4)  Facebook is cool, but LinkedIn is MUCH more professional. I’ve been claiming this for years, but am now happy to report that I can actually back it up!  While Facebook definitely has a larger membership base than LinkedIn and CAN have useful professional applications, it’s painfully obvious that the site wasn’t originally designed for this purpose.  LinkedIn, on the other hand, was built from the ground up to facilitate business networking, which is why I believe it’s still infinitely more important as a tool for most people to have in their professional arsenal.  On LinkedIn, you’ll find 80 million people who are professionally-minded, hold positions of influence, and are looking for ways to connect and do business.  On Facebook you’ll find, well, a mish-mash of folks who are on the site for…whatever.  Big difference.  Then again, who says you have to choose — or can’t use both?

5)  The old saying is true — you can never have enough friends. Lastly, my recent foray into Facebook has convinced me that as much as somebody might not personally be into this kind of stuff, there’s a pretty good chance your friends, neighbors, co-workers, and other business contacts are into it — so avoiding this channel of communication automatically cuts you off from some powerful potential networking avenues.  The size of the membership on Facebook alone, after all, would make it the fourth-largest country of the world — and that stat was from over a year ago!  So as much as you may be “part of the resistance” and fighting the urge to join Facebook, keep in mind that most other people in your network (as well as your competitors) are connecting on this system every day, sharing information, and finding ways to assist one another.  The question, therefore, is whether you can any longer afford NOT to be on it in an age where relationships are king and thousands of trusted referrals (including job leads) are getting facilitated by these types of sites, every day?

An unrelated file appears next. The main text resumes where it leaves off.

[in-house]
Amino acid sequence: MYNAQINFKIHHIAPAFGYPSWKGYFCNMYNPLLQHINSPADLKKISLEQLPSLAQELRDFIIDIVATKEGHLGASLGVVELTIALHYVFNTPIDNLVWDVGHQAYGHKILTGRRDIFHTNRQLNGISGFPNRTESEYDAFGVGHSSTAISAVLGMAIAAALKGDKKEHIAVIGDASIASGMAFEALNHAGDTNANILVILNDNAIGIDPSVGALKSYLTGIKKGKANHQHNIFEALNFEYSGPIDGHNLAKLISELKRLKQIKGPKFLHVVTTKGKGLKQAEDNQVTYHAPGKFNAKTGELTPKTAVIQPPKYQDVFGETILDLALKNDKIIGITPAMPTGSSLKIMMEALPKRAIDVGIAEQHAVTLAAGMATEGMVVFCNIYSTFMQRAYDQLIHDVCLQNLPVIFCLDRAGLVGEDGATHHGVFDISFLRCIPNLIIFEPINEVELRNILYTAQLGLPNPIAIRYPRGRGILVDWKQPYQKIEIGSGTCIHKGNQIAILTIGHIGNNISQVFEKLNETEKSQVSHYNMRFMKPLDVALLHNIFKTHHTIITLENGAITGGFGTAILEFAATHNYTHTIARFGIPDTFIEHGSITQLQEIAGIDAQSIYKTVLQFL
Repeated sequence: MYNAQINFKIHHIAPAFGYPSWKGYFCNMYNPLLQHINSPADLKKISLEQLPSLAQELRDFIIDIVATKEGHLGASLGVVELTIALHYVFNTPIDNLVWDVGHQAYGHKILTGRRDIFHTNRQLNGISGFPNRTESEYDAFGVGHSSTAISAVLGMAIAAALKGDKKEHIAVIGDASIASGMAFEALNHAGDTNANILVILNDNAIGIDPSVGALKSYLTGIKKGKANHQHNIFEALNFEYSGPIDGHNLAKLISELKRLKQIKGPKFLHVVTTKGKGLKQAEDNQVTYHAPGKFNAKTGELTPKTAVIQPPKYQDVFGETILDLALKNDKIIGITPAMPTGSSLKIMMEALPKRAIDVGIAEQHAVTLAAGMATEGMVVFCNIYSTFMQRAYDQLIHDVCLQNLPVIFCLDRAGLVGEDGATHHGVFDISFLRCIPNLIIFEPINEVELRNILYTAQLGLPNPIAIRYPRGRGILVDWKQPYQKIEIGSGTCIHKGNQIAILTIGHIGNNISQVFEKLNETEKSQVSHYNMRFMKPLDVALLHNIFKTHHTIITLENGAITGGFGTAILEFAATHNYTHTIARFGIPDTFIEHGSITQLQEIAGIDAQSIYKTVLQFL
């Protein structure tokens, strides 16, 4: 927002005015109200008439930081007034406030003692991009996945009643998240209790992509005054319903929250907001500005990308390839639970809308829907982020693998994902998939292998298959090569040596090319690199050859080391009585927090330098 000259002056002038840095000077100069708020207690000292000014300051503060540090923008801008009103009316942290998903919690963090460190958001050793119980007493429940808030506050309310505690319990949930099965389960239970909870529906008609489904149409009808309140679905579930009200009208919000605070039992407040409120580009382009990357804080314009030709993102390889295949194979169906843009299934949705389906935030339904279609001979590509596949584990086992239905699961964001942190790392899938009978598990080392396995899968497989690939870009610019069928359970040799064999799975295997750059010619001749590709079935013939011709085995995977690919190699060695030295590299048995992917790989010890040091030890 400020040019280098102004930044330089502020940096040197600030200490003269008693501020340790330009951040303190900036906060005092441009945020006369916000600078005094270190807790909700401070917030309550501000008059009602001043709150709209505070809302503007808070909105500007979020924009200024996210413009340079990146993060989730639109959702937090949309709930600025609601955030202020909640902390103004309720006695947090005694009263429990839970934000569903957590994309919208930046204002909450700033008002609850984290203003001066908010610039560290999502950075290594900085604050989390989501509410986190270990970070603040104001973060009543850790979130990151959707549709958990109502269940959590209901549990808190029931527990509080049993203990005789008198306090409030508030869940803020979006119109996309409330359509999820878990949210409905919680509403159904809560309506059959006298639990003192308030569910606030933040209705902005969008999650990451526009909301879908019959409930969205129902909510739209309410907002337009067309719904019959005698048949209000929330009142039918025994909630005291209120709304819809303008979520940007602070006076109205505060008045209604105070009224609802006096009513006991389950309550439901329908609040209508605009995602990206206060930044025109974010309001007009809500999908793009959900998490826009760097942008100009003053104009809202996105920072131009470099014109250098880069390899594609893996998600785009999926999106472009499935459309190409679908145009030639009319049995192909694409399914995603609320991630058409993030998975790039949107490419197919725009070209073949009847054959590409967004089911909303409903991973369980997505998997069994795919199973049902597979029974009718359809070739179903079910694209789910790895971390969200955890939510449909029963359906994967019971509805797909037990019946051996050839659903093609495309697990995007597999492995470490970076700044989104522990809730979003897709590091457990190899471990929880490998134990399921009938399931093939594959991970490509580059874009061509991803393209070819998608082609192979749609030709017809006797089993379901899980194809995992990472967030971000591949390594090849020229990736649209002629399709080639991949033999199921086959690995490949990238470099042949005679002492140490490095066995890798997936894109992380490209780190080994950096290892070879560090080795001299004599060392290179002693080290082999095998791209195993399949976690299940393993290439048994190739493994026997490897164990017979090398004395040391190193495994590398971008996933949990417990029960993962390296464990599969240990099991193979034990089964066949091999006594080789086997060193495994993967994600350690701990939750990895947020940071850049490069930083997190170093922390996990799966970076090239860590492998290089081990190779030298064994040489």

This last question is the one that finally tipped the scales in my own mind — and why I’ve now dipped my own toe in the water and decided to get involved in this final major piece of the social media puzzle, despite years of conscious avoidance.  Hope some of these initial impressions are helpful to some of you other “nervous newbies” out there, and if anybody (new users or veteran Facebookers alike) has anything to add on the topic, please comment away!